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Tuesday, August 16, 2022
<p>Will Cohen plays with Nicole Reed, a 21-year-old family, youth and community science senior, who cares for Will after school as his personal counselor. Reed has spent 20 hours a week with Will for the last four months. “I’m blessed that I’m a one-on-one,” Reed said.</p>

Will Cohen plays with Nicole Reed, a 21-year-old family, youth and community science senior, who cares for Will after school as his personal counselor. Reed has spent 20 hours a week with Will for the last four months. “I’m blessed that I’m a one-on-one,” Reed said.

Fueled by coffee, Tara Cohen negotiated with garage sale shoppers rummaging for a bargain on a foggy Saturday morning. Instead of doing an unseasonal spring cleaning, she was preparing to uproot her family in search of a better life for her son.

Scattered across the sale were worn mattresses leaning against landscaped trees, clothes dangling from the garage ceiling by plastic hangers and children’s toys in Huggies cardboard boxes. None of them will go with Cohen, 37, and her grade-school children when they move to California this December to get better health care for Cohen’s disabled 7-year-old son Will.

Will was diagnosed with severe autism, Obsessive-Compulsive Disorder and other challenges at 22 months old. He is considered preverbal, meaning he can make sounds, but he can’t speak.

With proper treatment, Cohen said, he might be able to talk someday, but cutbacks in state funding have kept Will from getting the expensive therapy he needs.

“He had 10 words and lost all of them,” she said, holding back tears. “He never said mommy.”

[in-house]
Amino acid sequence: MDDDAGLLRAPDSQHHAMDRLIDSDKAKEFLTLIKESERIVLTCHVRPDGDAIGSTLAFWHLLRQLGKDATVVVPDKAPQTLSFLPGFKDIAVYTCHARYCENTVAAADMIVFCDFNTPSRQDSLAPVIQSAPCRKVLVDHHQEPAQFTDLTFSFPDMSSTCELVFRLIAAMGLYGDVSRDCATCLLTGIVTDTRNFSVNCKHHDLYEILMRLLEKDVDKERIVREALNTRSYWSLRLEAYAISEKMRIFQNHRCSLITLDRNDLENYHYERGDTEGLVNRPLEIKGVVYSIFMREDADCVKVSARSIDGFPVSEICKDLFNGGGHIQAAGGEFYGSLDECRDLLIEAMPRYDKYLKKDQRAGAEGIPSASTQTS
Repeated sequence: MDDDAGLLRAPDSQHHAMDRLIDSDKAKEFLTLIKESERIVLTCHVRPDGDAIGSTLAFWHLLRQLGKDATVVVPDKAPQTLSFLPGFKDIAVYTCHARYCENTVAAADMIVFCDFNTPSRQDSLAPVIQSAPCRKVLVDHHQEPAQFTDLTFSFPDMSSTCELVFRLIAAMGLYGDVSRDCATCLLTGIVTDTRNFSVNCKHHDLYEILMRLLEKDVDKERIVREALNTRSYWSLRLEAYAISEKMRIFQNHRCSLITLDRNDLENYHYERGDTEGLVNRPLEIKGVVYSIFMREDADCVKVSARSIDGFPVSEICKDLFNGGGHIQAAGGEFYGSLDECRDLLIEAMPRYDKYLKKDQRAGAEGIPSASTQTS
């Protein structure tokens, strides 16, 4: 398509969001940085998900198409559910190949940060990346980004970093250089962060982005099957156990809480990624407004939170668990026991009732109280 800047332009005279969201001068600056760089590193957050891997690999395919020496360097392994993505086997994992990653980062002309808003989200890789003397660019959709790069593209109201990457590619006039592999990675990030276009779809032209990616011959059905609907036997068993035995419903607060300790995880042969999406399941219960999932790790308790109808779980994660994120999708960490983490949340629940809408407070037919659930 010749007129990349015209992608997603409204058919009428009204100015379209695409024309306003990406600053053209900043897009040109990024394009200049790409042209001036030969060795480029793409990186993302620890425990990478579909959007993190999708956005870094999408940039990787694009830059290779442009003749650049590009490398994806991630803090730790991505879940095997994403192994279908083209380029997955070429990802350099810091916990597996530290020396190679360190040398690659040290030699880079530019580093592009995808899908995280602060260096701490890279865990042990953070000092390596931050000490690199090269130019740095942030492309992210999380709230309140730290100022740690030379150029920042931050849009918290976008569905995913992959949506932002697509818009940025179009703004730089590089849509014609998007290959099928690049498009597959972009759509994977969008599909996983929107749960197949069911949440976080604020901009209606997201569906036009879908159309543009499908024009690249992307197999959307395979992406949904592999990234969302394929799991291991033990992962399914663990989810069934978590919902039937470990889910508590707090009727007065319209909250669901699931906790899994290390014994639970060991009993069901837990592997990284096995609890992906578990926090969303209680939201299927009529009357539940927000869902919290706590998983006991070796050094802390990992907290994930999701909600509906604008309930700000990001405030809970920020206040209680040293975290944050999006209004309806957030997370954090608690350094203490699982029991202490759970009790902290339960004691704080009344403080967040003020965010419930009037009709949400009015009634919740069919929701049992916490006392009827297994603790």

Will starts his day like any other 7-and-a-half-year-old: breakfast and a rerun of “Madagascar 3” at an early start of 6 a.m.

Rather than a sugary bowl of cereal, Will eats a blend of fruit-based Gerber baby food, gluten-free Rice Krispies, rice powder, and a mix of vitamin supplements and medicine. The meal isn’t cheap — it costs Cohen about $700 a month.

A good day for Will means a few screams, but no tantrums. On one occasion, when he calmed down, there was a dent the size of a soccer ball in the wall.

Clutching his favorite toys, a worn, green strand of yarn wrapped in masking tape and a CD, Cohen drops him off at a special needs classroom for the day.

After school, Will hops on the bus with Nicole Reed, a 21-year-old UF family, youth and community sciences senior and Will’s personal counselor at the North Central Florida YMCA.

In a room bound by red, green, yellow and blue walls with a soft, puzzle-piece floor, Reed is a constant face in Will’s day-to-day life.

“I spend more time with him than anyone else in my life,” she said. “The day they leave, it’s gonna be pretty sad.”

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Most days, Will fills his day by playing on the swing set, swimming and yelling in small spaces to hear an echo. Sometimes, he’ll lash out at Reed, particularly if he’s upset that something has disrupted his rigid routine.